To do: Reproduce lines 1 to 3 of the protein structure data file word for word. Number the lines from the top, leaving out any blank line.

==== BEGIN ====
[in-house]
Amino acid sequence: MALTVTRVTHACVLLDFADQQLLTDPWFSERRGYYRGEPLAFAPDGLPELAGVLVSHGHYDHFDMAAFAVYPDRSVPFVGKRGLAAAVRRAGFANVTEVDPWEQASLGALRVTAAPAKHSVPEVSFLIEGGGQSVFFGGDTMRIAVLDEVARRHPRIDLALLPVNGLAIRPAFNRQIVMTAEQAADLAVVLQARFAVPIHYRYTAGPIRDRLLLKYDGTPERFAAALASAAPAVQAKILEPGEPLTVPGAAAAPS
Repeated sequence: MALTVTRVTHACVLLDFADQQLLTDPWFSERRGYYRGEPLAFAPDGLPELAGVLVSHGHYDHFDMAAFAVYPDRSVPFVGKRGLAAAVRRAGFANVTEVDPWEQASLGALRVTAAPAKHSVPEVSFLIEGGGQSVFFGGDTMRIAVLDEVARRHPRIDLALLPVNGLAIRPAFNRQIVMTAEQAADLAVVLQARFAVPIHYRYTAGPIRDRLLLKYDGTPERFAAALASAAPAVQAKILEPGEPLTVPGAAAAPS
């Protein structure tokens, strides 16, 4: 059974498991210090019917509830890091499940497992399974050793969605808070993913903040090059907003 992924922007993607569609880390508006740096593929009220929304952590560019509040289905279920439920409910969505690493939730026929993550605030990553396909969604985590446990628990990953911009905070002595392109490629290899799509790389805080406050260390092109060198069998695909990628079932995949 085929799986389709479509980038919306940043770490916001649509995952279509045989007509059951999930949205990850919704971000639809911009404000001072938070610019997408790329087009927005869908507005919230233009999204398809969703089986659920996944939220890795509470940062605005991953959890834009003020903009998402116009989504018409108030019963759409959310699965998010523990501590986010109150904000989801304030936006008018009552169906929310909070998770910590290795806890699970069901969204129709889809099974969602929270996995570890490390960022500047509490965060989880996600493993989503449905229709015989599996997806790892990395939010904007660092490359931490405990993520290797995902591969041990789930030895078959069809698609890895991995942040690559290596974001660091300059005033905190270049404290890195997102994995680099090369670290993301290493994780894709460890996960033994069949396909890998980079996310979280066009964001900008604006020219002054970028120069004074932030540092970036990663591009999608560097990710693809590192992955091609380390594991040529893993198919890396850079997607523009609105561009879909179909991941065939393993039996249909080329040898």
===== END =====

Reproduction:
[in-house]
Amino acid sequence: MALTVTRVTHACVLLDFADQQLLTDPWFSERRGYYRGEPLAFAPDGLPELAGVLVSHGHYDHFDMAAFAVYPDRSVPFVGKRGLAAAVRRAGFANVTEVDPWEQASLGALRVTAAPAKHSVPEVSFLIEGGGQSVFFGGDTMRIAVLDEVARRHPRIDLALLPVNGLAIRPAFNRQIVMTAEQAADLAVVLQARFAVPIHYRYTAGPIRDRLLLKYDGTPERFAAALASAAPAVQAKILEPGEPLTVPGAAAAPS
Repeated sequence: MALTVTRVTHACVLLDFADQQLLTDPWFSERRGYYRGEPLAFAPDGLPELAGVLVSHGHYDHFDMAAFAVYPDRSVPFVGKRGLAAAVRRAGFANVTEVDPWEQASLGALRVTAAPAKHSVPEVSFLIEGGGQSVFFGGDTMRIAVLDEVARRHPRIDLALLPVNGLAIRPAFNRQIVMTAEQAADLAVVLQARFAVPIHYRYTAGPIRDRLLLKYDGTPERFAAALASAAPAVQAKILEPGEPLTVPGAAAAPS